With the AIB standard variable rate now actually lower than its standard five-year fixed-rate, its mortgage customers are clearly far less "incentivised" to switch to a fixed rate.

KBC's standard variable rate of 4.25pc - 4.05pc if you have your current account with the bank - is also on the high side, meaning that many of its customers will also save a lot of money on their monthly mortgage repayments if they switch to a fixed rate.

So is the current vogue for fixed-rate mortgages merely the product of the pricing strategies of some banks? There is probably a bit more to it than that.

"We're probably not going to see an interest rate rise before 2019-20. However, when that happens, the fixed rates currently available won't be available then," warned one senior mortgage banker.

Even AIB, with its very low variable rates, hasn't stood entirely aloof from fixed rates, having recently unveiled a 3.5pc seven-year, fixed-rate product.

Traditionally, when Irish homeowners fixed their mortgage rates, it was for relatively short periods, typically three to five years.

The emergence of competitively-priced seven- and 10-year fixed rates is potentially a game-changer, allowing borrowers to lock in rates for much longer.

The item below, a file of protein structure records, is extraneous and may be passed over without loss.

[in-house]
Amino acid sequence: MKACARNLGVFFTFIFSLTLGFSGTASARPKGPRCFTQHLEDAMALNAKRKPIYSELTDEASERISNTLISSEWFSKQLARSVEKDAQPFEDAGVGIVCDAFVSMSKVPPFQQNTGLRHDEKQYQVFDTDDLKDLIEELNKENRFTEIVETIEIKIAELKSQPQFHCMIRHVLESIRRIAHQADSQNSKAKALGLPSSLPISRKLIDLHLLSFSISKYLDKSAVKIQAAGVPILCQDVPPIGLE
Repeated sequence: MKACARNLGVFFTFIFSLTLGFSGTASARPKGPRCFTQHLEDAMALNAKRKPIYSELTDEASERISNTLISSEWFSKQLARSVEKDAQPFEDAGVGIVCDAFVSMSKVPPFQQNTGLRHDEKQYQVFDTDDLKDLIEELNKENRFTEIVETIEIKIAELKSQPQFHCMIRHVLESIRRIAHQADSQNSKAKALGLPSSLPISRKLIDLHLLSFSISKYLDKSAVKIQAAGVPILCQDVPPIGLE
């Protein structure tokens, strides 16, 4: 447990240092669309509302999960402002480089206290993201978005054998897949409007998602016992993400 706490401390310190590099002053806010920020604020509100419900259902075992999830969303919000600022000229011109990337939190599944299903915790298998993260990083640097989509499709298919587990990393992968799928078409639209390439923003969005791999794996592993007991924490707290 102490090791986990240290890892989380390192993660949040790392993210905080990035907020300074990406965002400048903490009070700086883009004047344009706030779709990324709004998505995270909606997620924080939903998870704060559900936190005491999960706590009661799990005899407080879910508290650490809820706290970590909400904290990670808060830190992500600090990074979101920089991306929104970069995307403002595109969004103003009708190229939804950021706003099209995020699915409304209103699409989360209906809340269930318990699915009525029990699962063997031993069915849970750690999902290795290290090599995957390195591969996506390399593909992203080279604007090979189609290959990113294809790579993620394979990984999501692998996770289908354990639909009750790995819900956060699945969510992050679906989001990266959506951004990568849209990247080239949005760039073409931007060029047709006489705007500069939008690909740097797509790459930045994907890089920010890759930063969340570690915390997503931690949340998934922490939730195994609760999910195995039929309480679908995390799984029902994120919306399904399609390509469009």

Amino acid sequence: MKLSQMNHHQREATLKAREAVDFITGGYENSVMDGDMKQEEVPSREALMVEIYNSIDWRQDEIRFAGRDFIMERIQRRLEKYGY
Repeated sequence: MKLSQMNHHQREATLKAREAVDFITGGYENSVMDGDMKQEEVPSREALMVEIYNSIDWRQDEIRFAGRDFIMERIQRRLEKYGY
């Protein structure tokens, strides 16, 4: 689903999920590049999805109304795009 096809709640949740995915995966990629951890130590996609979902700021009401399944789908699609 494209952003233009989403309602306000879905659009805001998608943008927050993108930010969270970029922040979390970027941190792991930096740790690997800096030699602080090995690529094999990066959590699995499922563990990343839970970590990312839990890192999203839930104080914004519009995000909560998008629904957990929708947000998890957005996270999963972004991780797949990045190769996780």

So should homeowners switch to fixed rates or continue to take their chances with variable rates? Even allowing for the fact that average Irish variable mortgage rates of 3.23pc are much higher than the eurozone average of 1.88pc, there is no doubt that we are currently in an era of extraordinarily low interest rates.

It might not be a good idea to bet on that continuing indefinitely.

Boucher was surely correct when he told the Oireachtas Finance Committee last November that: "If anyone is taking out a 20-year mortgage and they don't believe rates will rise, I'd ask them if they should be making this investment. It is an unrealistic proposition."

Traditionally, fixed-rate mortgages were much more expensive than variable-rate loans. In recent years, that premium has narrowed and in some cases disappeared entirely.

With the next major move in interest rates likely to be up rather than down, this means that homeowners should be thinking seriously about locking in the current low interest rates.

No matter how one slices and dices the numbers, Bank of Ireland's current 3.35pc five-year fix, AIB's 3.5pc seven-year fix and KBC's 2.95pc 10-year fix all look like very good value for homeowners seeking peace of mind as interest begins to trend upwards once again.

"Effectively, there is no premium over variable rates at the moment," says KBC's Lennon.

"Customers are aware of the interest rate environment. They want value and certainty for the long-term. ECB rates will go up in the medium term.

"Fixed and variable rates are closely aligned. That gives people comfort that they are not paying an excessive premium."